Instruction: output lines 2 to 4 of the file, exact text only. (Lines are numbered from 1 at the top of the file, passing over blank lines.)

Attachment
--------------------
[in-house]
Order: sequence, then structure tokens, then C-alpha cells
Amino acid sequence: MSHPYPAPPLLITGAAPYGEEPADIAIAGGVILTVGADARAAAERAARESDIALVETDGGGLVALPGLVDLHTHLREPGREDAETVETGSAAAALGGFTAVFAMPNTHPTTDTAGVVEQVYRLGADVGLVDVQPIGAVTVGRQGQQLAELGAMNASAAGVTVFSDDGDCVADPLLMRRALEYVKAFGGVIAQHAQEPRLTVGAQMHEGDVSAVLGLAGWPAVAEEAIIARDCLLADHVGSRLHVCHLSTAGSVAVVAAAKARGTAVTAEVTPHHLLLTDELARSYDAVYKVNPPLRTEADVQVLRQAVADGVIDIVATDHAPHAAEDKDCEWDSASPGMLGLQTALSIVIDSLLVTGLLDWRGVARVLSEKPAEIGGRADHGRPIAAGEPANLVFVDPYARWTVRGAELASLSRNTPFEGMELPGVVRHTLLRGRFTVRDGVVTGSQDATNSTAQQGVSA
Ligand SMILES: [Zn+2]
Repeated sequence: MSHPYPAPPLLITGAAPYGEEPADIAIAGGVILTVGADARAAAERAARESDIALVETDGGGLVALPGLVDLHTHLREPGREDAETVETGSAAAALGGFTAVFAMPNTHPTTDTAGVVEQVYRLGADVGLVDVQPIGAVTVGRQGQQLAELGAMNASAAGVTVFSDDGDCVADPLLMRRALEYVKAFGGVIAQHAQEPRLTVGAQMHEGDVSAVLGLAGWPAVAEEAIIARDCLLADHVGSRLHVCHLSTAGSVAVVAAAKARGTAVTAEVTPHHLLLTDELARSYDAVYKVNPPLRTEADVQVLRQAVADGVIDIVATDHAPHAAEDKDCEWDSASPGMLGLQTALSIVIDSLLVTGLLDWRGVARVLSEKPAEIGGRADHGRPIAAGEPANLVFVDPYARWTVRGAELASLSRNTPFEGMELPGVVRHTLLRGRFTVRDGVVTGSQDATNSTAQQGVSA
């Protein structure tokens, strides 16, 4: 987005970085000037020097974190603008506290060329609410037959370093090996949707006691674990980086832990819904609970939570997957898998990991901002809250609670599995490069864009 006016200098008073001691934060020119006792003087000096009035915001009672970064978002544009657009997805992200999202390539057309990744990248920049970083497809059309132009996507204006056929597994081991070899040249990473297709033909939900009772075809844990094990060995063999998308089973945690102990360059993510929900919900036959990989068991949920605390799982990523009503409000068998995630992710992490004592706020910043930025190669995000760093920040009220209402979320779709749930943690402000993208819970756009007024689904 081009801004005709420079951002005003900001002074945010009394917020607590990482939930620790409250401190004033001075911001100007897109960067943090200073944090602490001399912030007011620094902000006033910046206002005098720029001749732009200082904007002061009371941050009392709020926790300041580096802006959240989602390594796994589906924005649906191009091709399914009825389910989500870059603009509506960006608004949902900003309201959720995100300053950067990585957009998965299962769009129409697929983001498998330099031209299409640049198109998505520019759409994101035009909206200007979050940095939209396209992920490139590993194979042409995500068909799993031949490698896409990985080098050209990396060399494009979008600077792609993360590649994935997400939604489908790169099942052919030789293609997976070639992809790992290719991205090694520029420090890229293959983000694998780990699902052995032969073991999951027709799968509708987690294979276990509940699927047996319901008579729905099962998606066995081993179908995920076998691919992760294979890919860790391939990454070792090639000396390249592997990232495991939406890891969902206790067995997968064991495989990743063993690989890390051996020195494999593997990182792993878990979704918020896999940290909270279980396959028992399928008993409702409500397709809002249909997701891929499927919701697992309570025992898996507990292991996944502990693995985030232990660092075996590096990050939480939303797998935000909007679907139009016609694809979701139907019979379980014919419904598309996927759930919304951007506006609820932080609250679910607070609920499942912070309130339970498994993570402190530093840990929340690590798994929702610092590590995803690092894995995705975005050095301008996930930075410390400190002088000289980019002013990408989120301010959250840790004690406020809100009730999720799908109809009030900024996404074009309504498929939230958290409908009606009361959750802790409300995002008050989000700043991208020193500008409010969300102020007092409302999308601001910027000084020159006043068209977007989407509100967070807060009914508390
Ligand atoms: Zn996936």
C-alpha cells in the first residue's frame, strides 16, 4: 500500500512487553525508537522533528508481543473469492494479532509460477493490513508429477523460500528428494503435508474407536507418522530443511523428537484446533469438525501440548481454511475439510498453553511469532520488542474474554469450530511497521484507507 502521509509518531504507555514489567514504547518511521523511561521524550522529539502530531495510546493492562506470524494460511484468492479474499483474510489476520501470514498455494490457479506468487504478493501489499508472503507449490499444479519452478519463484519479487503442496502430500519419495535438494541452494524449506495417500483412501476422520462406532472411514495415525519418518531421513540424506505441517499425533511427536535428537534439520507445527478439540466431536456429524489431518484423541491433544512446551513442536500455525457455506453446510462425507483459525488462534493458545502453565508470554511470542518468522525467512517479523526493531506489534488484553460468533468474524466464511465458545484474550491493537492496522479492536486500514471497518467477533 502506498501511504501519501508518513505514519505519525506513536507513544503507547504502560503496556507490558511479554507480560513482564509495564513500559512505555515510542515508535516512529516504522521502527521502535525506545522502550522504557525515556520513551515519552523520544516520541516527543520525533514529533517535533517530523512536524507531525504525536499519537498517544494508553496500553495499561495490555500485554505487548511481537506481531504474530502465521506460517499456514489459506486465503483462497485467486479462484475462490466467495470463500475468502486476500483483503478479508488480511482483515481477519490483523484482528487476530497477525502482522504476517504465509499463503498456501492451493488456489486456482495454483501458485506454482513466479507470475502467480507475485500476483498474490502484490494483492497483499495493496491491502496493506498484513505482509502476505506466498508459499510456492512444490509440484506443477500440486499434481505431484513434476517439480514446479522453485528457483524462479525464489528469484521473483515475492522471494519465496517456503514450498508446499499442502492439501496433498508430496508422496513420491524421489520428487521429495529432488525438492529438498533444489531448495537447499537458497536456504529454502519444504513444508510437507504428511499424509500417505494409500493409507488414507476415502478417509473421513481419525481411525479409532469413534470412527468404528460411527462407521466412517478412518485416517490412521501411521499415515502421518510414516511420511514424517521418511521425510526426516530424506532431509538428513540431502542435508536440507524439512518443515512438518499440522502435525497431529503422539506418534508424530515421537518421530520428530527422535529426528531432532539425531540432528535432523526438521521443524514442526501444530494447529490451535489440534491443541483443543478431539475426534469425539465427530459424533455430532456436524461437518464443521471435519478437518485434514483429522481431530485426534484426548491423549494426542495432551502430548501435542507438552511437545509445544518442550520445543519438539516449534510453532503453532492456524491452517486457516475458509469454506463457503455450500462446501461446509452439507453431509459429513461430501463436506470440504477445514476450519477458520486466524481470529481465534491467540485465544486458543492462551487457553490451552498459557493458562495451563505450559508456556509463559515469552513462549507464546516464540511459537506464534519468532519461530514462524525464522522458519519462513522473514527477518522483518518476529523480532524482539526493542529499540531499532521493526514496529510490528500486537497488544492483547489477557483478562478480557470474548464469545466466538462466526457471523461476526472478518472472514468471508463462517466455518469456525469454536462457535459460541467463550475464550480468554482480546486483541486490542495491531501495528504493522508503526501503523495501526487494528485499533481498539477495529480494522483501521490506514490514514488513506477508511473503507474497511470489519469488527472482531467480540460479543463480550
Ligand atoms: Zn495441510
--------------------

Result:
Order: sequence, then structure tokens, then C-alpha cells
Amino acid sequence: MSHPYPAPPLLITGAAPYGEEPADIAIAGGVILTVGADARAAAERAARESDIALVETDGGGLVALPGLVDLHTHLREPGREDAETVETGSAAAALGGFTAVFAMPNTHPTTDTAGVVEQVYRLGADVGLVDVQPIGAVTVGRQGQQLAELGAMNASAAGVTVFSDDGDCVADPLLMRRALEYVKAFGGVIAQHAQEPRLTVGAQMHEGDVSAVLGLAGWPAVAEEAIIARDCLLADHVGSRLHVCHLSTAGSVAVVAAAKARGTAVTAEVTPHHLLLTDELARSYDAVYKVNPPLRTEADVQVLRQAVADGVIDIVATDHAPHAAEDKDCEWDSASPGMLGLQTALSIVIDSLLVTGLLDWRGVARVLSEKPAEIGGRADHGRPIAAGEPANLVFVDPYARWTVRGAELASLSRNTPFEGMELPGVVRHTLLRGRFTVRDGVVTGSQDATNSTAQQGVSA
Ligand SMILES: [Zn+2]